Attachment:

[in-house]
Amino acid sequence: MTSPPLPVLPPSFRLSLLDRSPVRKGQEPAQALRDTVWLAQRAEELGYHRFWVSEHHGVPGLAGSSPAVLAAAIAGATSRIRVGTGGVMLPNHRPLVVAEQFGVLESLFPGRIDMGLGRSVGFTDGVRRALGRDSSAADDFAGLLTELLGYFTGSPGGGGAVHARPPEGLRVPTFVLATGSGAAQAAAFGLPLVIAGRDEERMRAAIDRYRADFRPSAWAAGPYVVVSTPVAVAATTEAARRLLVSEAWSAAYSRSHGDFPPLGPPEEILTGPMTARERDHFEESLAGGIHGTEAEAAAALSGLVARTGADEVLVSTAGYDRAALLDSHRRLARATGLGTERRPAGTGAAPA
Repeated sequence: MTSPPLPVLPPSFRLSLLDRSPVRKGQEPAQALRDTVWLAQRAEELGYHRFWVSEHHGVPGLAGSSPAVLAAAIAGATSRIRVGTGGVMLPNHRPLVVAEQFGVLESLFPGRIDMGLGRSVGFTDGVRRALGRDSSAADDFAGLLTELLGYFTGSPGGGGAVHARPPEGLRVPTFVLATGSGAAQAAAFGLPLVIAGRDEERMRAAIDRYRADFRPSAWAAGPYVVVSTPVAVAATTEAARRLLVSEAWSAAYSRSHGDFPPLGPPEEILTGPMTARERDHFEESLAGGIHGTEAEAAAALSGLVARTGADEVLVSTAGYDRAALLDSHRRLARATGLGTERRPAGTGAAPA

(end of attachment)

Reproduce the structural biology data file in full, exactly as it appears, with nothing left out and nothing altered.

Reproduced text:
[in-house]
Amino acid sequence: MTSPPLPVLPPSFRLSLLDRSPVRKGQEPAQALRDTVWLAQRAEELGYHRFWVSEHHGVPGLAGSSPAVLAAAIAGATSRIRVGTGGVMLPNHRPLVVAEQFGVLESLFPGRIDMGLGRSVGFTDGVRRALGRDSSAADDFAGLLTELLGYFTGSPGGGGAVHARPPEGLRVPTFVLATGSGAAQAAAFGLPLVIAGRDEERMRAAIDRYRADFRPSAWAAGPYVVVSTPVAVAATTEAARRLLVSEAWSAAYSRSHGDFPPLGPPEEILTGPMTARERDHFEESLAGGIHGTEAEAAAALSGLVARTGADEVLVSTAGYDRAALLDSHRRLARATGLGTERRPAGTGAAPA
Repeated sequence: MTSPPLPVLPPSFRLSLLDRSPVRKGQEPAQALRDTVWLAQRAEELGYHRFWVSEHHGVPGLAGSSPAVLAAAIAGATSRIRVGTGGVMLPNHRPLVVAEQFGVLESLFPGRIDMGLGRSVGFTDGVRRALGRDSSAADDFAGLLTELLGYFTGSPGGGGAVHARPPEGLRVPTFVLATGSGAAQAAAFGLPLVIAGRDEERMRAAIDRYRADFRPSAWAAGPYVVVSTPVAVAATTEAARRLLVSEAWSAAYSRSHGDFPPLGPPEEILTGPMTARERDHFEESLAGGIHGTEAEAAAALSGLVARTGADEVLVSTAGYDRAALLDSHRRLARATGLGTERRPAGTGAAPA